Meet the Author

Yoonsoo Lee |

Research Economist

Yoonsoo Lee

Yoonsoo Lee was formerly a research economist in the Research Department. His areas of research include macroeconomics, labor economics, and regional economics.

Meet the Author

Beth Mowry |

Research Assistant

Beth Mowry

Beth Mowry was formerly a research assistant in the Research Department of the Federal Reserve Bank of Cleveland. Her work focuses on labor markets and business cycles.


Economic Trends

December Employment Situation

Yoonsoo Lee and Beth Mowry

December employment fell by 524,000, roughly meeting expectations and bringing the year’s total losses to 2.6 million. Downward revisions to both October and November figures leave those months’ losses at 423,000 and 584,000, respectively. The revised numbers for October and November, coupled with December’s newly reported losses, reveal fourth–quarter 2008 declines exceeding 1.5 million jobs. The unemployment rate also jumped 0.4 percentage point from 6.8 to 7.2 percent in December, the highest rate since January 1993. The number of unemployed rose by 632,000, even as the labor force contracted by 173,000. Unemployment rates for the prior two months were also revised higher, to 6.6 percent in October and 6.8 percent in November.

The diffusion index of employment change also sank a little further from 27.2 to an unprecedented low of 25.4, meaning that only about one–quarter of industries are expanding, while the rest are trimming positions.

Job losses were about evenly split between the goods–producing sector (251,000) and the service–providing sector (273,000). Within the goods sector, onstruction lost 101,000 jobs and anufacturing lost 149,000. Residential construction losses (54,000) were heavier than nonresidential losses (34,000). The greatest manufacturing declines were seen in durable goods (−114), particularly within the motor vehicles and parts and fabricated metal products. Nondurable goods shed 35,000 jobs, with food manufacturing suffering the heaviest casualties.

Last month’s service–sector payroll loss of 273,000 follows November’s even larger loss of 402,000, larger than any loss experienced since August of 1983. Total net losses in the sector this year now total over 1.2 million. The biggest service–sector losers last month were trade, transportation and utilities (−121,000) and professional and business services (−113,000). Auto dealers alone accounted for about one–third of retail trade’s 67,000 payroll cuts. The drop–off in professional and business services this year has been uncharacteristically steep, even in comparison to past recessions. Also within services, information lost 20,000 jobs and financial activities lost 14,000. Declines last month in Leisure and hospitality (22,000) slowed down a bit from the previous few months. The only bright spots in the report, as usual, were in education and health (which gained 45,000) and government (which gained 7,000).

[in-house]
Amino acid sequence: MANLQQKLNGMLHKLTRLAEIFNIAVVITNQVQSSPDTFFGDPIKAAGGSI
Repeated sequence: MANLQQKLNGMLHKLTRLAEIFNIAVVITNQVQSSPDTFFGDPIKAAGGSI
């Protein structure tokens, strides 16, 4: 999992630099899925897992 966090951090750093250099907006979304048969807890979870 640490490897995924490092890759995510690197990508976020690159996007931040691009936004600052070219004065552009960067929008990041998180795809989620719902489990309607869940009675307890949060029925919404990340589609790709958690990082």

Labor Market Conditions

  Average monthly change
(thousands of employees, NAICS)





Payroll Employment 175 91 −216 −524
Goods-producing 3 −38 −113 −251
Construction 13 −19 −53 −101
Heavy and civil engineering 3 −1 −7 −12.6
Residentiala −5 −20 −31 −53.6
Nonresidentialb 14 1 −15 −34.3
Manufacturing −14 −22 −66 −149
Durable goods −4 −16 −50 −114
Nondurable goods −10 −6 −16 −35
Service-providing 172 130 −102 −273
Retail trade 5 6 −44 −66.6
Financial activitiesc 9 −9 −12 −14
PBSd 46 26 −57 −113
Temporary help services 1 −7 −41 −80.9
Education and health services 39 44 45 45
Leisure and hospitality 32 29 −14 −22
Government 16 21 15 7
Local educational services 6 5 2 2.2
Civilian unemployment rate 4.6 4.6 5.8 7.2

a. Includes construction of residential buildings and residential specialty trade contractors.
b. Includes construction of nonresidential buildings and nonresidential specialty trade contractors.
c. Financial activities include the finance, insurance, and real estate sector and the rental and leasing sector.
d. PBS is professional business services (professional, scientific, and technical services, management of companies and enterprises, administrative and support, and waste management and remediation services).
Source: Bureau of Labor Statistics.

The three–month moving average of private–sector employment growth dropped to an almost unprecedented low of −516,600 last month. Greater losses were seen only back in February 1975, five recessions ago.